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Archives: Dictionary

Langer’s line

Noun 1. Topological lines drawn on a map of the human body. They were historically defined by the direction in which the skin of a human cadaver will split when struck with a spike. They correspond to the natural orientation of collagen fibers in the dermis, and are generally perpendicular to the orientation of the underlying muscle fibers. Langer’s lines have relevance to forensic science and the development of surgical techniques. ( 2. Lines which can be extrapolated by connecting linear openings made when a round pin is driven into the skin of a cadaver, resulting from the principal axis of orientation of the subcutaneous connective tissue (collagen) fibres of the dermis; they vary in direction with the region of the body surface. ( 3. Any of the various linear openings that occur when a pin is driven into the skin of a cadaver, whose appearance depends on the axis of orientation of the subcutaneous connective tissue fibers and whose direction varies with the region of the body surface. (The American Heritage® Medical Dictionary) Syn: cleavage...

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Langerhans cells

Noun 1. Dendritic cells (antigen-presenting immune cells) of the skin and mucosa, and contain large granules called Birbeck granules. They are present in all layers of the epidermis, but are most prominent in the stratum spinosum. They also occur in the papillary dermis, particularly around blood vessels, as well as in the mucosa of the mouth, foreskin, and vagina. They can be found in other tissues, such as lymph nodes, particularly in association with the condition Langerhans cell histiocytosis (LCH). ( 2. Any of the dendritic cells of the interstitial spaces of the mammalian epidermis that appear rod- or racket-shaped and are similar to melanocytes but cannot oxidize phenols. (The American Heritage® Medical Dictionary) See centroacinar...

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Langhans giant cell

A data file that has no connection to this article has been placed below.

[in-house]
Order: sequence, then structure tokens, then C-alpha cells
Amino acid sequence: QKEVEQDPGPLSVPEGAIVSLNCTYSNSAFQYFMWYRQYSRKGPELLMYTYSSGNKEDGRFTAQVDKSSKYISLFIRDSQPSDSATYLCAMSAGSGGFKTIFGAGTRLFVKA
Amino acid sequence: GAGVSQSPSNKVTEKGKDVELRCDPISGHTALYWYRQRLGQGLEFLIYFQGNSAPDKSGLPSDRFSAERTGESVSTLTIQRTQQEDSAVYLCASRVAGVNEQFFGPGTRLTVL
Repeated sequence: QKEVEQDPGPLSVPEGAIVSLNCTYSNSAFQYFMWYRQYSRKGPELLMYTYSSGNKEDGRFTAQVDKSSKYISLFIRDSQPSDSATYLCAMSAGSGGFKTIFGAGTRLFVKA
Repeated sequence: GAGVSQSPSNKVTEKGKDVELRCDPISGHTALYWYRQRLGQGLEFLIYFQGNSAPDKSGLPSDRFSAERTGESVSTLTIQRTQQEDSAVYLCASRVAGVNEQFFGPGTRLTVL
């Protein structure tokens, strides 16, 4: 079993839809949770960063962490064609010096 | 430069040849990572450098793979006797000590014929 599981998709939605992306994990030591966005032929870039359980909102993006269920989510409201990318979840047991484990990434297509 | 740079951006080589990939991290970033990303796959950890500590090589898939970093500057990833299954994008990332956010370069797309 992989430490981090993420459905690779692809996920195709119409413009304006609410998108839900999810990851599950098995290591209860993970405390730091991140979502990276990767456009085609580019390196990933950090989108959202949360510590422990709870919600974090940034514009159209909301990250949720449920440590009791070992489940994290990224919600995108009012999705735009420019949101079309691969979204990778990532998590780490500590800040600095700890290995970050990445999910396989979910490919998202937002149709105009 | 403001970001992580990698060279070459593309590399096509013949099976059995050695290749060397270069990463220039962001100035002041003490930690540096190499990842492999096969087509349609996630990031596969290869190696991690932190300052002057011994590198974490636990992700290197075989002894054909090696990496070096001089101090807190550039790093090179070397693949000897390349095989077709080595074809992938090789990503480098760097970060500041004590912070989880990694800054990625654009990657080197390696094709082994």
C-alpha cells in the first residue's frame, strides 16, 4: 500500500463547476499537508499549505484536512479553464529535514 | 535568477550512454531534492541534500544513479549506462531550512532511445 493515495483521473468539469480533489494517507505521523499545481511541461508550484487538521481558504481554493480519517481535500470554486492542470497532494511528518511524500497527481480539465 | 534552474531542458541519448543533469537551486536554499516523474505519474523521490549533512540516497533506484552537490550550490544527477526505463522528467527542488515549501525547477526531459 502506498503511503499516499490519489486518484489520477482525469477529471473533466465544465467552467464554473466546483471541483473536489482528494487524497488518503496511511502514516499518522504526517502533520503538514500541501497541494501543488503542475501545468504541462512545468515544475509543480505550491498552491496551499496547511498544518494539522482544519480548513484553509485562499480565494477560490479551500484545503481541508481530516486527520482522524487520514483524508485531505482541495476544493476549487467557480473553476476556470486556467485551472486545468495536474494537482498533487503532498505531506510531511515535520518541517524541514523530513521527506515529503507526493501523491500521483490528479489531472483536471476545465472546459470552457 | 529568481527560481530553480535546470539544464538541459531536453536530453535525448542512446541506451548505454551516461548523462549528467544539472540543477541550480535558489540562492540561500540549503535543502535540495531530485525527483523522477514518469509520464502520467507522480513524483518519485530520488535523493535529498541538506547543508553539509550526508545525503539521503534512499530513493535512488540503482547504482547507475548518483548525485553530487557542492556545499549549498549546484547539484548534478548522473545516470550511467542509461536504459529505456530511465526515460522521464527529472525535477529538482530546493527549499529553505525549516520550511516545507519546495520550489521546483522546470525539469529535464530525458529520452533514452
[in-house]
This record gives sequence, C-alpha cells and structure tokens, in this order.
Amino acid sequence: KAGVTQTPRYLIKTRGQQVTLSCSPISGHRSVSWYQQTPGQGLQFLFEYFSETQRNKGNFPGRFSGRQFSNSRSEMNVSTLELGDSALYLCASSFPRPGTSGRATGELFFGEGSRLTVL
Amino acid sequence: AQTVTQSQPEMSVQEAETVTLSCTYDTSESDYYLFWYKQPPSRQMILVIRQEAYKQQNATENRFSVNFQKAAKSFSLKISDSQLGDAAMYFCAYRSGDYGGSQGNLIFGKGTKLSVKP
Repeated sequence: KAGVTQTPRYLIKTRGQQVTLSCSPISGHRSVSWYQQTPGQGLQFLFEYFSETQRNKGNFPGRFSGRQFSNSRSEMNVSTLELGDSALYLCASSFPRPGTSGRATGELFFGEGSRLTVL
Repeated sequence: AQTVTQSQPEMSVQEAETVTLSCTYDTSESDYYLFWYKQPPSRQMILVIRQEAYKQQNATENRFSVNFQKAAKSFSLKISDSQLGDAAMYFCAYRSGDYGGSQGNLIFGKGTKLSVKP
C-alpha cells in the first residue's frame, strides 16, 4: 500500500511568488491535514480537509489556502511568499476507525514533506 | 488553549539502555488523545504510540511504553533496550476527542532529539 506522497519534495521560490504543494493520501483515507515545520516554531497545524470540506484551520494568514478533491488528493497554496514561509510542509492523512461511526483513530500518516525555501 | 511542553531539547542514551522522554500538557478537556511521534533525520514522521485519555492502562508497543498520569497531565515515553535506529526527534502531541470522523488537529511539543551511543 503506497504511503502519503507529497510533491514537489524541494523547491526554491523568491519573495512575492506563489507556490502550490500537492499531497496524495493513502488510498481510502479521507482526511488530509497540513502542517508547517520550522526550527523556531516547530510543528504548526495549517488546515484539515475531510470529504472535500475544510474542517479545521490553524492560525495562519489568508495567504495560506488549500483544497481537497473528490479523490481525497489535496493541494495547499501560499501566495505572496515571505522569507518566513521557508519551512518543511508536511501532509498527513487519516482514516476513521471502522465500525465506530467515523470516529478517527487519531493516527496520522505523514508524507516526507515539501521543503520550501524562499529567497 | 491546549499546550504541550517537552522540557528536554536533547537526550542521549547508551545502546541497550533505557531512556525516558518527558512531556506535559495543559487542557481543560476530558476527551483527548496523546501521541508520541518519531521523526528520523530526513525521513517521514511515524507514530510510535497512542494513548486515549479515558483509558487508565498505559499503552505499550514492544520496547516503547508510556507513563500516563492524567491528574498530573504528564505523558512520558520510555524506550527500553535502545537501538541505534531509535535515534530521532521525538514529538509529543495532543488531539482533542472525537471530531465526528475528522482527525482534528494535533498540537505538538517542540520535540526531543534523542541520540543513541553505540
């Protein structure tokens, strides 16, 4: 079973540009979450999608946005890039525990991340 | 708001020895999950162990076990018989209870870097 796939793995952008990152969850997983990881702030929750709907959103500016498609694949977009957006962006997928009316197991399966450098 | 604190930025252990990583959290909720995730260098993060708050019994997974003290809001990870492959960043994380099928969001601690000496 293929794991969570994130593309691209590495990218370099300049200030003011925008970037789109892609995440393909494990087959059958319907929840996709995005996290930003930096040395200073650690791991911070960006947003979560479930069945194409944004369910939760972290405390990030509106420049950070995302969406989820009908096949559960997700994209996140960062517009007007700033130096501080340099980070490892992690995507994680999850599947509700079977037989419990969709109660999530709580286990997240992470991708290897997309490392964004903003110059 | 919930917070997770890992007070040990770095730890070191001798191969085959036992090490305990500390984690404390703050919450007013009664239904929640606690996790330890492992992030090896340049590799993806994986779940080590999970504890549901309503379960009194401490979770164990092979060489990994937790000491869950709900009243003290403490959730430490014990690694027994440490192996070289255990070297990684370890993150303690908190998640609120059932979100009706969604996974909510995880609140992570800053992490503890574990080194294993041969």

1. Large cells found in granulomatous conditions. They are formed by the fusion of epithelioid cells (macrophages), and contain nuclei arranged in a horseshoe-shaped pattern in the cell periphery. Although traditionally their presence was associated with tuberculosis, they are not specific for tuberculosis or even for mycobacterial disease. In fact, they are found in nearly every form of granulomatous disease, regardless of etiology. ( 2. Any of the large cells found in the lesions of some granulomatous conditions (as leprosy and tuberculosis) and containing a number of peripheral nuclei arranged in a circle or in the shape of a horseshoe. ( 3. Multinucleate cells formed by fusion of epithelioid macrophages and associated with the central part of early tubercular lesions. Similar to foreign body giant cells, but with the nuclei peripherally located. ( Syn: Pirogov-Langhans...

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/ləˈn(y)o͞ogō/ Noun 1. Very fine, soft, and usually unpigmented, downy hair on the body of a fetus or newborn baby. It is the first hair to be produced by the fetal hair follicles, and it usually appears on the fetus at about 5 months of gestation. It is normally shed before birth, around 7 or 8 months of gestation but is often present at birth and disappears on its own within a few days or weeks. ( 2. Soft down or fine hair, specifically that covering the human foetus or a tumorous area. ( 3. The fine downy hair covering a human fetus; normally shed during the ninth month of gestation. ( 4. The soft woolly hair which covers most parts of the mammal foetus, and in man is shed before or soon after birth. ( Word origin: Latin lana,...

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